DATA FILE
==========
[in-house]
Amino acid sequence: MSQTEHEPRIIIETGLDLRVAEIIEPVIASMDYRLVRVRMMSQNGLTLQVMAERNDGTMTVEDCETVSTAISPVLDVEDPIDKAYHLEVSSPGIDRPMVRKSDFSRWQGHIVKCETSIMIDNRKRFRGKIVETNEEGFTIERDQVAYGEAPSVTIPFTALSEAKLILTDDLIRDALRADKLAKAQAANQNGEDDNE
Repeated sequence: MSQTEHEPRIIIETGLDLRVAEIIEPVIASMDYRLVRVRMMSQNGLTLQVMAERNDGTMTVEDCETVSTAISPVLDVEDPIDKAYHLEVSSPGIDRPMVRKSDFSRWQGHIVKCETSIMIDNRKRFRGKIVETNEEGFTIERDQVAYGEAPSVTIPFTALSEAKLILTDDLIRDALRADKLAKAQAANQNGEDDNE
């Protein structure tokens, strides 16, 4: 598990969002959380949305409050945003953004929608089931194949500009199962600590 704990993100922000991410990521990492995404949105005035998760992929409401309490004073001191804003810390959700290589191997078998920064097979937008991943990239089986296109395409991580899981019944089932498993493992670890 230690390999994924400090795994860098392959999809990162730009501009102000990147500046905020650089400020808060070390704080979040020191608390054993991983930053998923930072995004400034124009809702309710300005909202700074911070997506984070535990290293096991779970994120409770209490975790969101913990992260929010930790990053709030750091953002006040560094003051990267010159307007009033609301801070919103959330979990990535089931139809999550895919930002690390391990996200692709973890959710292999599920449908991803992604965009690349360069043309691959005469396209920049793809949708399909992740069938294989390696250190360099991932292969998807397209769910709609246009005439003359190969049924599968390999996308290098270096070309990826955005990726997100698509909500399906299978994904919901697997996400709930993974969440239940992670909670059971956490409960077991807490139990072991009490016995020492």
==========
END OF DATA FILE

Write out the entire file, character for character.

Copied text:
[in-house]
Amino acid sequence: MSQTEHEPRIIIETGLDLRVAEIIEPVIASMDYRLVRVRMMSQNGLTLQVMAERNDGTMTVEDCETVSTAISPVLDVEDPIDKAYHLEVSSPGIDRPMVRKSDFSRWQGHIVKCETSIMIDNRKRFRGKIVETNEEGFTIERDQVAYGEAPSVTIPFTALSEAKLILTDDLIRDALRADKLAKAQAANQNGEDDNE
Repeated sequence: MSQTEHEPRIIIETGLDLRVAEIIEPVIASMDYRLVRVRMMSQNGLTLQVMAERNDGTMTVEDCETVSTAISPVLDVEDPIDKAYHLEVSSPGIDRPMVRKSDFSRWQGHIVKCETSIMIDNRKRFRGKIVETNEEGFTIERDQVAYGEAPSVTIPFTALSEAKLILTDDLIRDALRADKLAKAQAANQNGEDDNE
């Protein structure tokens, strides 16, 4: 598990969002959380949305409050945003953004929608089931194949500009199962600590 704990993100922000991410990521990492995404949105005035998760992929409401309490004073001191804003810390959700290589191997078998920064097979937008991943990239089986296109395409991580899981019944089932498993493992670890 230690390999994924400090795994860098392959999809990162730009501009102000990147500046905020650089400020808060070390704080979040020191608390054993991983930053998923930072995004400034124009809702309710300005909202700074911070997506984070535990290293096991779970994120409770209490975790969101913990992260929010930790990053709030750091953002006040560094003051990267010159307007009033609301801070919103959330979990990535089931139809999550895919930002690390391990996200692709973890959710292999599920449908991803992604965009690349360069043309691959005469396209920049793809949708399909992740069938294989390696250190360099991932292969998807397209769910709609246009005439003359190969049924599968390999996308290098270096070309990826955005990726997100698509909500399906299978994904919901697997996400709930993974969440239940992670909670059971956490409960077991807490139990072991009490016995020492």